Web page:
1. Odor from garbage cans.

Odor from toilet bowls.

. Odor from pets.

. Odor from cess pools.

Odor from sewers.

. Odor from soiled clothing and linen.

Kitchen odors.

. Odor from urinals and public rest rooms. Odor from baby diapers.

The following tests will demonstrate the deodorizing properties of the solution of the present invention.

1. Limburger cheese is rubbed on the hand. To this the solution is applied in a diluted form of 1 part stock solution to 5 parts water. The odor is immediately killed.

2. A piece of putrid meat'is dipped into the solution in a diluted form of 1 part stock solution to 2'parts water. The meat immediately becomes odorless.

3. An ash tray having a strong tobacco odor is dipped in the solution in a diluted form of 1 part stock solution to 5 parts water and rinsed in tap water. The tray immediately becomes odorless.

The solution in any proportion of dilution is harmless to the skin and has no ill effects if taken internally. In addition to the effective deodorant properties, the solution of the present invention also has strong antiseptic properties.

It will be understood that the proportions of the sulphonated castor oil and water may be widely varied depending upon the use to which the solution is to be put, and that other changes might be made without departing from the spirit of the invention as the same is defined by I the following claims.

REFERENCES CITED The following references are of record in the file of this patent:

UNITED STATES PATENTS Number Name Date 1,869,406 Braunlich Aug. 2, 1932 2,226,177 Orelup Dec. 24, 1940 2,236,970 Goldfarb Apr. 1, 1941 4 FOREIGN PATENTS Number Country Date 694,062 Germany June 27, 1940 OTHER REFERENCES Extra Pharmacopoeia, v01. 1, 1941, 22nd ed., page 909.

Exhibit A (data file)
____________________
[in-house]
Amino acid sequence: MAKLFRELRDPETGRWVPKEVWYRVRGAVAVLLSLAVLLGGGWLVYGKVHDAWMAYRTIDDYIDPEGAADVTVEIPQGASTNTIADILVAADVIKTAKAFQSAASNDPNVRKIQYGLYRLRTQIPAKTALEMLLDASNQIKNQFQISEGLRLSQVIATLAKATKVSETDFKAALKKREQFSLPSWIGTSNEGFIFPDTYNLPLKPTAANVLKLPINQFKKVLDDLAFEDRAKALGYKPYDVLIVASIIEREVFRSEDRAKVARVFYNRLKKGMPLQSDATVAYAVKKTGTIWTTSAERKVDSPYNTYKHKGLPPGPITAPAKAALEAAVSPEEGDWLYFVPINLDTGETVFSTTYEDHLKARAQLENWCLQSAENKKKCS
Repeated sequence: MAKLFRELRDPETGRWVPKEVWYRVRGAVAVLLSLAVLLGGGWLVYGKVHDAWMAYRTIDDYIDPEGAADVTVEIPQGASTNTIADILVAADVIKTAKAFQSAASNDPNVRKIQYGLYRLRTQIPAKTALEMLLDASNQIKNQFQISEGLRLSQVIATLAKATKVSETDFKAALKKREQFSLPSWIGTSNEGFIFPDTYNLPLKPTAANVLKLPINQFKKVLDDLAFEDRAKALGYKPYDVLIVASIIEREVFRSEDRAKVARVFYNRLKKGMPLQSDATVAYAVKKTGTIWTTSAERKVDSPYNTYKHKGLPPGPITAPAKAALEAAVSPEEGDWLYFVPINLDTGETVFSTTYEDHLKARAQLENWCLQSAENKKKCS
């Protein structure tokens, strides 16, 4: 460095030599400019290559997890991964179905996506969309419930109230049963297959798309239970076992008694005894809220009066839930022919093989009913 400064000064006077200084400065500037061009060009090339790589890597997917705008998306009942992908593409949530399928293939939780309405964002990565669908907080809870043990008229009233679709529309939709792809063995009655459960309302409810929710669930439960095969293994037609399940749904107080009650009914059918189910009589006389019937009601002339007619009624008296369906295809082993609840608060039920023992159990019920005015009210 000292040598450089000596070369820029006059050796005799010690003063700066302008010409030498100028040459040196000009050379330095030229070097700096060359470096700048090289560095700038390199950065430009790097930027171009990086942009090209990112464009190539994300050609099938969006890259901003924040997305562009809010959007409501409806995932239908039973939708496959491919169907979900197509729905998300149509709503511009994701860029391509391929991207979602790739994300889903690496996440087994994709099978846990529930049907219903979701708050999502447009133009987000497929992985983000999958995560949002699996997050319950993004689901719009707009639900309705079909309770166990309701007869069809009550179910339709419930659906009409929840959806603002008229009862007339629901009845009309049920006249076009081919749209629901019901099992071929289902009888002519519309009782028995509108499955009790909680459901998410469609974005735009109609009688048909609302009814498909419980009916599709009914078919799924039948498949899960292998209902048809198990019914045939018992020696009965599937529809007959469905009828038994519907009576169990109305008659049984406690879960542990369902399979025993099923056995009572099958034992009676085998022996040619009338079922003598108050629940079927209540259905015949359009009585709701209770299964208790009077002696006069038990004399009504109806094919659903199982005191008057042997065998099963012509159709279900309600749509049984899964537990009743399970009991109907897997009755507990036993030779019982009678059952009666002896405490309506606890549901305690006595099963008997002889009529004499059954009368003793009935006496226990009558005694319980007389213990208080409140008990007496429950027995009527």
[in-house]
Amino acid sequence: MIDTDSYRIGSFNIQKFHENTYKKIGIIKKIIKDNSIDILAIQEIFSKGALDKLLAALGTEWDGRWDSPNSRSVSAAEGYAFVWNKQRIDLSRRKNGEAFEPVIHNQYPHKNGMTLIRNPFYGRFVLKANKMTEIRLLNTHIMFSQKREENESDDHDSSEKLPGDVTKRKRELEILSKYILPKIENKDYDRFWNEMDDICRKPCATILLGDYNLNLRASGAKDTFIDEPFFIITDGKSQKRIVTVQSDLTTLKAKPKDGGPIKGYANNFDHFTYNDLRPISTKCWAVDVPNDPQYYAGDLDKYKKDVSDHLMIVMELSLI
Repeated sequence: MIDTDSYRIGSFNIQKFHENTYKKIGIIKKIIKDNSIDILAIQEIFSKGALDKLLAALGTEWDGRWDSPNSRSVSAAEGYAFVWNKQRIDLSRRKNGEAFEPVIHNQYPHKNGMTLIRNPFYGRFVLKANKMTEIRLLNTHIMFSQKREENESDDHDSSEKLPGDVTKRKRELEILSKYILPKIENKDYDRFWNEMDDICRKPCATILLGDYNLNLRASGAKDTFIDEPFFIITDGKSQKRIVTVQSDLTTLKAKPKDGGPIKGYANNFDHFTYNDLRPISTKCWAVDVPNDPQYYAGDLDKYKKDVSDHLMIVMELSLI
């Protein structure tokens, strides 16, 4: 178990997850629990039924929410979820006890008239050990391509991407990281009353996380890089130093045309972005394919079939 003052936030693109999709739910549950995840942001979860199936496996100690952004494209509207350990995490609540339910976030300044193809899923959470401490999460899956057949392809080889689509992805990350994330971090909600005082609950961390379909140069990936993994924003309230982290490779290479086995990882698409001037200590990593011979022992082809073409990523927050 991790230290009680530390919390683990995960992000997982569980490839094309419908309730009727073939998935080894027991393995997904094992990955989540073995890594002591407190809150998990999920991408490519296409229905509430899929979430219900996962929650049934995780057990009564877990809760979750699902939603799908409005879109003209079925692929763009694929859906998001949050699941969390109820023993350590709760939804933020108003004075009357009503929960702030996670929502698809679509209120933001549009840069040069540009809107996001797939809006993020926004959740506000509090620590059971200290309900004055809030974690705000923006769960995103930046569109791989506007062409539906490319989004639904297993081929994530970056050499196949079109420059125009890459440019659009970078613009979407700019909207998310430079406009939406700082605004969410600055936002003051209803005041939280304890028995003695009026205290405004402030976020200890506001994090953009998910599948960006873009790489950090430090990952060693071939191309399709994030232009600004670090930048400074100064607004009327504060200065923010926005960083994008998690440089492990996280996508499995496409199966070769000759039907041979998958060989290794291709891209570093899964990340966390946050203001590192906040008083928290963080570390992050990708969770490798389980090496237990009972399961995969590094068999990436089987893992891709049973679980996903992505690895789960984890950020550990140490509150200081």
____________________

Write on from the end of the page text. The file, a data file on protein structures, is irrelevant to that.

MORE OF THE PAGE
Bennett: Cosmetic Formulary (1937), pages 105, 106, 117.

10 Goodman: Cosmetic Dermatology (1936), page Glicher: Manufacturing Chemist, v01. 15, Aug. 1944, pages 276-278, 277.

Flett: Chemical Abstracts, vol. 41, page 1118. U. S. Dispensatory, 24th ed. (1947), page 239. Harry: Modern cosmeticology (1940) page 256.

Patent Citations
Cited PatentFiling datePublication dateApplicantTitle
US1869406 *Oct 7, 1926Aug 2, 1932Chem Ind BaselPreparation of new mouth washes and dentifrices
US2226177 *Nov 17, 1937Dec 24, 1940Ernst OhlssonDeodorant
US2236970 *Mar 22, 1937Apr 1, 1941Lawrence Richard Bruce IncRemover for artificial colors from hair
DE694062C *Oct 3, 1930Jul 24, 1940Ig Farbenindustrie AgMittel zur Desinfektion oder Desondorierung
Referenced by
Citing PatentFiling datePublication dateApplicantTitle
US3706663 *Feb 25, 1971Dec 19, 1972Salsbury LabMethod of controlling odor
US5352444 *May 19, 1992Oct 4, 1994Cox James PStabilization of biowastes
US5587157 *Jun 7, 1995Dec 24, 1996Cox; James P.Stabilization of biowastes
US5589164 *Jun 7, 1995Dec 31, 1996Cox; James P.Stabilization of biowastes
US5736032 *Oct 11, 1996Apr 7, 1998Cox; James P.Stabilization of biowastes
Classifications
U.S. Classification424/65, 424/76.5, 424/76.1, 252/1, 424/76.6, 424/76.7
International ClassificationA61L11/00, A61L9/01
Cooperative ClassificationA61L9/01, A61L11/00
European ClassificationA61L9/01, A61L11/00